A First Step At Turtle Bay
Minutes after the U.N. General Assembly voted overwhelmingly—138 in favor, 9 opposed—to recognize Palestine as a non-member observer state, many hastened to declare that the passing of this resolution won’t change a thing. “Today’s grand pronouncements will soon fade and the Palestinians will wake up tomorrow and find that little has changed,” U.S. Ambassador to the United Nations Susan Rice stated, explaining why America opposed the resolution.
But even as I write, dozens of jubilant Palestinians circle around me in the U.N. hall, celebrating the birth of their state with music, drinks, and raucous laughter. The energy is high and the mood is light. Is it any wonder? Just this morning, I witnessed U.N. security personnel ordering a young delegate to remove the Palestinian flag he had draped around his shoulders. This afternoon, seconds after the resolution passed, dozens of young Palestinians unfurled flags and keffiyehs, and draped them around their shoulders—and this time, nobody stopped them.
“There are no words to express our happiness. Since over sixty years we are suffering, and it is time for us to have our state. It should have been long ago—thank God we have it now,” said Mohammad Judeh, who self-identified simply as “a Palestinian from 1948.” He said he believes the results of this vote will change things on the ground; at the very least, he hopes Palestine will now take Israel to the International Criminal Court for keeping Palestinian children in prison and other “unjust” practices.
Omar Faqih, of the Palestinian National Authority’s Ministry of Foreign Affairs, also said the results of today’s vote will have a practical impact. “It will create a new legal base for the Palestinians to defend themselves,” he said, referring to the ICC, the World Health Organization, and other international institutions. “Today is a historical day. It gives the Palestinian community hope that in the future, the U.N. will vote to recognize Palestine as a full member state. And it proves that those in the international community who believe in justice and peace will vote for Palestinians.”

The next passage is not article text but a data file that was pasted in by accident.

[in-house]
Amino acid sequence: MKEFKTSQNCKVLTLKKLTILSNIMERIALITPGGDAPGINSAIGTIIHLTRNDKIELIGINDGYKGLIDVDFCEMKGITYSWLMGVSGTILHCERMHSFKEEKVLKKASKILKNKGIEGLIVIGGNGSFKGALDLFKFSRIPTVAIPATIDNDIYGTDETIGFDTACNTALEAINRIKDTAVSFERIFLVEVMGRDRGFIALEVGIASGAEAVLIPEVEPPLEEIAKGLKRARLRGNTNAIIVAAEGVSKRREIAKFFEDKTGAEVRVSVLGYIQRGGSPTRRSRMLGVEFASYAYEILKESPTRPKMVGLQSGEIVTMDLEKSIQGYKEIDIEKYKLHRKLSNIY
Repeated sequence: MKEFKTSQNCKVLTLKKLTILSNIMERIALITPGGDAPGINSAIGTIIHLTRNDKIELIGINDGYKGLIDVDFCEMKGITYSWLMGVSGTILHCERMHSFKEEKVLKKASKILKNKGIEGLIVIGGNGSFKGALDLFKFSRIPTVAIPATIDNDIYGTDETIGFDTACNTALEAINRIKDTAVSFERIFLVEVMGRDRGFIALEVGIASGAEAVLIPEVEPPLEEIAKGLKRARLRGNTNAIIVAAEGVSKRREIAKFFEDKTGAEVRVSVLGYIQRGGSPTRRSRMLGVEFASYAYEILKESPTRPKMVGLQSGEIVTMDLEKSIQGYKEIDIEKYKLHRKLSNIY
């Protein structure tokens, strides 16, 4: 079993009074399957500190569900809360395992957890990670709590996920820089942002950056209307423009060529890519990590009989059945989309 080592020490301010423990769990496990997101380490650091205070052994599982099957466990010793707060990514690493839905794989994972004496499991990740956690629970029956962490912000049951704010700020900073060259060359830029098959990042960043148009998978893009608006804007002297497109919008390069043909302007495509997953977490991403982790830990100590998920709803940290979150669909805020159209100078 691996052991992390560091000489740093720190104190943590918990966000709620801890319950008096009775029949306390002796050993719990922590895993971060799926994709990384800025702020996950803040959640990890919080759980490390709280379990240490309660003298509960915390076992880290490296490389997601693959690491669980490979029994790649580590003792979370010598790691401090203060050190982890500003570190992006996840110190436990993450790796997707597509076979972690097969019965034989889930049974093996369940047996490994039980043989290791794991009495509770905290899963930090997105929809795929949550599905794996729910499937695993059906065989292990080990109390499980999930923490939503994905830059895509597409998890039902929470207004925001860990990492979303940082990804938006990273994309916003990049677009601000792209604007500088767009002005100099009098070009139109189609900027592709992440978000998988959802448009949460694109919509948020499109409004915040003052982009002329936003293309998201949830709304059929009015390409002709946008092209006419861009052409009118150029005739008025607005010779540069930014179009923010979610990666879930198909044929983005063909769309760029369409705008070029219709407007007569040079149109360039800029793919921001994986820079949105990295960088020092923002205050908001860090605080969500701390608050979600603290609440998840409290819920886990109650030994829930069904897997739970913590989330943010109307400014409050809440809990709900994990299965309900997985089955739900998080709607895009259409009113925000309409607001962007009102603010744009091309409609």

Mazen Jhalil, a young Palestinian-American, said of today’s vote: “Whether it makes any difference on the ground or not, I don’t know. But whether it makes a difference for me personally—yes, it does. Me, here, witnessing a new state of Palestine and a new birth certificate for Palestine—this means a lot to me.”
Disturbingly, it’s not only the Palestinians who are here celebrating and clapping all around me—several male representatives of Neturei Karta, the anti-Zionist Jewish religious movement, are mingling with the Palestinians, whose resolution they fully support. Rabbi Chaim Zvi Freyman, a wizened old man sporting a grey beard and payos along with the traditional black garb of the ultra-Orthodox, told me he is proud to support the establishment of “Palestine hashleymah,” the complete and peaceful state of Palestine—without a state of Israel next door, presumably.
“This is a pivotal step in the right direction, to repair the unfortunate humiliation perpetrated against the Palestinian people as the result of the Zionist movement,” Rabbi Freyman said, adding that today’s vote will be to Palestinians what the Balfour Declaration was to the Jews. It’s that first moment of recognition, of legitimacy, which he believes can’t help but snowball—even if only because of its impact on Palestinian morale. “The mental, psychological impact here is tremendous. In any war, everyone knows that the morale of the fighting force is very important. This will certainly uplift the spirits of all concerned, and it will start a chain reaction—God willing.”
The Palestinians in the crowd seemed to share that sentiment. “Everybody here is saying the exact same sentence: It’s the first step,” said Omar Ghraieb, 25, a Gazan journalist who was wearing a keffiyeh. “And that is my reaction as well. We’re happy—and we’re also anxious to see what comes next.” One can only hope the Palestinians weren't happy for the same reason the Neturei Karta were.